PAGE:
Since the commencement of the New Poor Law system the poor-rates of Great Marlow parish have increased at an alarming degree. The inhabitants have often complained that the Union is too large, very badly managed, and that a new and very expensive Workhouse, being erected in a most inconvenient situation is totally unnecessary; added to this the Board of Guardians are weekly demanding very heavy sums of their overseers, and although they sent in a nomination list for guardians on the 10th of March last, none have been chosen nor even the voting papers issued. Under these circumstances a petition to the House of Commons complaining of their grievances was on Thursday proposed in the vestry, but as the proposer did not appear to receive much attention, especially as the chance of redress from the legislature is not at all to be relied on by them, it was therefore not carried.

An assault case, Clack against House, was entered into before the Marlow bench of magistrates on Saturday last. House was one of Sir.W.R.Clayton's keepers, who seeing Clack beating a hedge as it were for game, took the liberty of searching him, which was the assault complained of; the magistrates dismissed the case. Three other poachers were apprehended by the constable Stallwood, and all convicted.

Although the tithe commissioners have passed the plan of the parish of Burnham made by a surveyor recommended from their office and he has been paid for his labour, it now appears so incomplete, wood furze and property appertaining to different proprietors being so jumbled together, that the gentleman appointed to apportion the tithes cannot proceed with his labours without considerable improvement and additions to the plan. A proof of the necessity there is for landowners to look to their own interests.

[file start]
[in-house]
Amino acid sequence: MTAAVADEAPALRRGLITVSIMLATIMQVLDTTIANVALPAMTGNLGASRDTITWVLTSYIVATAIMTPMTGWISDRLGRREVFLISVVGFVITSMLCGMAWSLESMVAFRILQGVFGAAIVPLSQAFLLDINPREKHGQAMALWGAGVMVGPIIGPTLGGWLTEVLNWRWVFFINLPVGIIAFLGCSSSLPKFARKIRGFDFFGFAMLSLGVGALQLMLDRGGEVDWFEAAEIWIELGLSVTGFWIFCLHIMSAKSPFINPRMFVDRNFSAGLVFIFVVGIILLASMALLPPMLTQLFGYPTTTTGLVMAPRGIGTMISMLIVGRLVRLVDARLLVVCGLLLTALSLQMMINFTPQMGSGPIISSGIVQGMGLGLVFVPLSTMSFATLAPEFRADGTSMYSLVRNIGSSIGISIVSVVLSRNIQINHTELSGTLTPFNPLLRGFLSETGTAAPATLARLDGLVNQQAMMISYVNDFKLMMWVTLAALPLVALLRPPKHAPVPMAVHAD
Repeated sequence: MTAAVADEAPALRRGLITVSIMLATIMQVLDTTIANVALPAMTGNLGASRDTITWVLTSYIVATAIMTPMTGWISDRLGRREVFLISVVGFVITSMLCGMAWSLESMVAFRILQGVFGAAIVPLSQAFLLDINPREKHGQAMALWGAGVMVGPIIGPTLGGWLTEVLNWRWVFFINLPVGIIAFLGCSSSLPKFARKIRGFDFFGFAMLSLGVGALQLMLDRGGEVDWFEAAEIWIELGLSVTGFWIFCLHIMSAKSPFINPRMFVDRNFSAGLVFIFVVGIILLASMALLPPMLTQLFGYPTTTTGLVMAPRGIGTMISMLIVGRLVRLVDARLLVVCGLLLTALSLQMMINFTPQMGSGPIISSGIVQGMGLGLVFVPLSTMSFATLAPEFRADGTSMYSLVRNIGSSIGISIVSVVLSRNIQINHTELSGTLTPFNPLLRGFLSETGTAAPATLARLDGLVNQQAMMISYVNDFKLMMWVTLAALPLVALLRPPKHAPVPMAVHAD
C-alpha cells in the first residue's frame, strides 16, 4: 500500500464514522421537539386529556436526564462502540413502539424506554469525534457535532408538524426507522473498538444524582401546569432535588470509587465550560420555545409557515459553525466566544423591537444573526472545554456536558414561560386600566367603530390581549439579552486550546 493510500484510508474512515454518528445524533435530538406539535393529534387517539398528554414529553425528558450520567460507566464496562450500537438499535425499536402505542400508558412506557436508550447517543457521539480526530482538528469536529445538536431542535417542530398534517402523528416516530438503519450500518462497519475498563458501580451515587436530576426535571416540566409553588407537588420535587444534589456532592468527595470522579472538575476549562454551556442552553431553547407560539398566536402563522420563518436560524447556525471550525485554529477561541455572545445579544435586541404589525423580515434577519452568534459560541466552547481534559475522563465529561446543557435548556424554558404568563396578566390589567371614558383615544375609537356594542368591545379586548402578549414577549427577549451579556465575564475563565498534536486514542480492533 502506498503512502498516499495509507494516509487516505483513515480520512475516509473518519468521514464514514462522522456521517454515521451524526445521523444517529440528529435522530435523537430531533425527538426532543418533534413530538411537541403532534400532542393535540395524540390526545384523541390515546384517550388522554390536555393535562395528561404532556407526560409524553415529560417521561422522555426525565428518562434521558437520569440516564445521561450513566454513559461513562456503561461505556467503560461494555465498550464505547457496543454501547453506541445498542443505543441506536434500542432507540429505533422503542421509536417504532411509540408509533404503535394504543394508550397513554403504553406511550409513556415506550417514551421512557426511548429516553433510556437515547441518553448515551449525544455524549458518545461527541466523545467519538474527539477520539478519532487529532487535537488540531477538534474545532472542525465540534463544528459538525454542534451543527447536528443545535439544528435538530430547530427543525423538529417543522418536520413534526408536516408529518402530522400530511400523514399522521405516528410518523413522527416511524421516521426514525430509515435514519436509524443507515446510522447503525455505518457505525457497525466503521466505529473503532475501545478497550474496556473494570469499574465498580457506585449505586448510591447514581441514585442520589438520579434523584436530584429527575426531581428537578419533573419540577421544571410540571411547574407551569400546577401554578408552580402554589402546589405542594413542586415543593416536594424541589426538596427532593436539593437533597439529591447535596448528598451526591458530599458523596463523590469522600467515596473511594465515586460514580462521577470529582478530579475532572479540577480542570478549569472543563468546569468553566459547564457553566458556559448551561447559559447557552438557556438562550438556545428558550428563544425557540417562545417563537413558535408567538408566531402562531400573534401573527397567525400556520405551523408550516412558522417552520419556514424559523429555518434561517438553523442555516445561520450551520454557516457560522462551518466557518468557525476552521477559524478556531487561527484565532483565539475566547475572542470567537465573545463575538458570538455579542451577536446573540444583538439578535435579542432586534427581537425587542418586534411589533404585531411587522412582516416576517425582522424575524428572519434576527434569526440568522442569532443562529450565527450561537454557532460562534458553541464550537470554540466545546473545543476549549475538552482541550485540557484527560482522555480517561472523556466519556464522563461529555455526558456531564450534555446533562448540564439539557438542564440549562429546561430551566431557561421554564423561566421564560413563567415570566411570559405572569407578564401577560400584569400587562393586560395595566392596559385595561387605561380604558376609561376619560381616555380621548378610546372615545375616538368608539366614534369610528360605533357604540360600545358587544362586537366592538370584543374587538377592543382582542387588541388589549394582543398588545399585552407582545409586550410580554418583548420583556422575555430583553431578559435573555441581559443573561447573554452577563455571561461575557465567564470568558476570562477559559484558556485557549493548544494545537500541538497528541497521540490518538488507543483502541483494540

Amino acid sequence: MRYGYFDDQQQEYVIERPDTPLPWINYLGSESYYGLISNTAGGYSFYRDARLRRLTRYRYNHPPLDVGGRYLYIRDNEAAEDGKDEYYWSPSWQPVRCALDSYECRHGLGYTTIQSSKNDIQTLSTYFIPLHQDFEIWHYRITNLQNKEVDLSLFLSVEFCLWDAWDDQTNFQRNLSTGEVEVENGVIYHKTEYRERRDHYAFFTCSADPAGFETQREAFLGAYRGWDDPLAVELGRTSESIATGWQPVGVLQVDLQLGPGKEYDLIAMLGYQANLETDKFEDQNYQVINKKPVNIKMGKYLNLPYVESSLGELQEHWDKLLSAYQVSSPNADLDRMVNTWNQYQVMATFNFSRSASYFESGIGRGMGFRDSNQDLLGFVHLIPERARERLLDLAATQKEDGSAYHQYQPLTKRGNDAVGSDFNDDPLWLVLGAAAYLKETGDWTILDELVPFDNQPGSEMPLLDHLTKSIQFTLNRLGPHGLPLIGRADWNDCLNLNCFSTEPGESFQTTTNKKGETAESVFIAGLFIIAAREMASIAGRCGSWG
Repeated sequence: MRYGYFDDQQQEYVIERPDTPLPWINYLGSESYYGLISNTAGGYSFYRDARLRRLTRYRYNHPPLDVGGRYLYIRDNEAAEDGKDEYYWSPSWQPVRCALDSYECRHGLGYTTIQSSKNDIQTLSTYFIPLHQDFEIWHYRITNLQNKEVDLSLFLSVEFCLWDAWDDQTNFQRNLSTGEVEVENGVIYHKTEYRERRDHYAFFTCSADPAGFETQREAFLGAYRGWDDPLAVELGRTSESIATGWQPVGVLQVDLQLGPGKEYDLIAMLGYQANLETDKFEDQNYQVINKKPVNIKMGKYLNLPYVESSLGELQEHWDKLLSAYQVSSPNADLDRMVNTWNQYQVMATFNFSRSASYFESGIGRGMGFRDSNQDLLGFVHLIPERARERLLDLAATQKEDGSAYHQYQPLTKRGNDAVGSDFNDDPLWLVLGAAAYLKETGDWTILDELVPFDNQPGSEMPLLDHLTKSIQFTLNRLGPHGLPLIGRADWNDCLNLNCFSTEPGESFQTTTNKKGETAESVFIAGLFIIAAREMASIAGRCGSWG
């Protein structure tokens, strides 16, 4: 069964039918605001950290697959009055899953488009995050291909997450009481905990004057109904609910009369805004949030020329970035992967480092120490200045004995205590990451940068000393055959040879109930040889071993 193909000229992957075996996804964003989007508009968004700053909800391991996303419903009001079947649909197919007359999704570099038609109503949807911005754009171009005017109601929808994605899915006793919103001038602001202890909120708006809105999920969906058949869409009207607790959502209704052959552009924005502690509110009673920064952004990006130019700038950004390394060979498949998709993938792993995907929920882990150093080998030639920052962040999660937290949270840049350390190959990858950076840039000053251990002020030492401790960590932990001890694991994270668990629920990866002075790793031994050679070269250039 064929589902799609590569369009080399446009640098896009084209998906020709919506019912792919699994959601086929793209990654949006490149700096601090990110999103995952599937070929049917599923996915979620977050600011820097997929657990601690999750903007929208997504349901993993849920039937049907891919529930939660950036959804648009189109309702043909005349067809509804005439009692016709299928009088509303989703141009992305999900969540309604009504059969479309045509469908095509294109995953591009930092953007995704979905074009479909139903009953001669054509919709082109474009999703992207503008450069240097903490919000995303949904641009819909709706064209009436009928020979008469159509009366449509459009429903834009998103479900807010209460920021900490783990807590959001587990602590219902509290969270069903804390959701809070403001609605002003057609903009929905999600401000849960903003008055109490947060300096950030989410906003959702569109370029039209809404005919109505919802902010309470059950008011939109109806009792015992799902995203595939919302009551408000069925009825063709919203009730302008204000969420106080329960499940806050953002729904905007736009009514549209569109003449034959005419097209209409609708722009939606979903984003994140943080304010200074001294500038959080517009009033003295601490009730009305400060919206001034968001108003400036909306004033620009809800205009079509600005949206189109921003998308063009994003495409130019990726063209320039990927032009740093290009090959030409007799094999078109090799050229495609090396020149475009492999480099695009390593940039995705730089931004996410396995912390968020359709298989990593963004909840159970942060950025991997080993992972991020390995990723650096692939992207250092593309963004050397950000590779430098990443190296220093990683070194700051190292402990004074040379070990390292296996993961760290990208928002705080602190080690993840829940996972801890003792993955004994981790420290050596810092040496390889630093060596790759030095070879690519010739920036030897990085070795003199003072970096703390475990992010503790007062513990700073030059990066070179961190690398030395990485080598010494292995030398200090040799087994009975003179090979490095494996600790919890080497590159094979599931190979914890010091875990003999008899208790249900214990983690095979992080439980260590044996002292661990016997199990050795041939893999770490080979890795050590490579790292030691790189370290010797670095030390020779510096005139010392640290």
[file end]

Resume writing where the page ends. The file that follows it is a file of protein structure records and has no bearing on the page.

Faringdon, Saturday, May 28.

On Tuesday last, William Cripps, of the parish of Buckland, was brought before the Justices of this division, charged with having broken open a parcel which he was employed to take to Mr.Hyde, a draper, at Abingdon, and stolen the sum of ten shillings belonging to his master, Mr.James Robins, a respectable tailor residing at Buckland. It appeared from the evidence adduced, that on the 11th inst., Mr.Robins sent the prisoner with a small parcel containing some patterns and ten shillings to the house of Mr.Hyde, at Abingdon, to purchase some goods of that value, and that Cripps instead of obeying his masters directions, opened the parcel and took out the money, and that on reaching Abingdon he got into company with some men with whom he went to two public houses and spent the money. He was committed for trial at the next sessions for this county.

Singing for the Million

We understand that arrangements are likely to be made shortly for the purpose of establishing a class in this town on the Mainzerian system, and that it will be in connection with the one about to be established at Oxford; we sincerely hope our expectations may be realised, and that the attempt may meet with the success it deserves. There is no room in the town so well adapted for the purpose as the New Assembly Room at the Crown Hotel.

Odd Fellows Society

It is also in contemplation to establish a lodge of this institution here. We hear with much satisfaction that a day has been fixed for the attendance of a deputation from the Oxford Lodge to make the required arrangements preparatory to its being officially announced. We doubt not that a vast number of very "odd fellows" will be found in this town.


This healthful game is carried on with much greater spirit this year than the last. The members have increased in number, and if we may judge from the talent already displayed at their meetings, we should say that this club will soon be able to compete with any in the neighbourhood.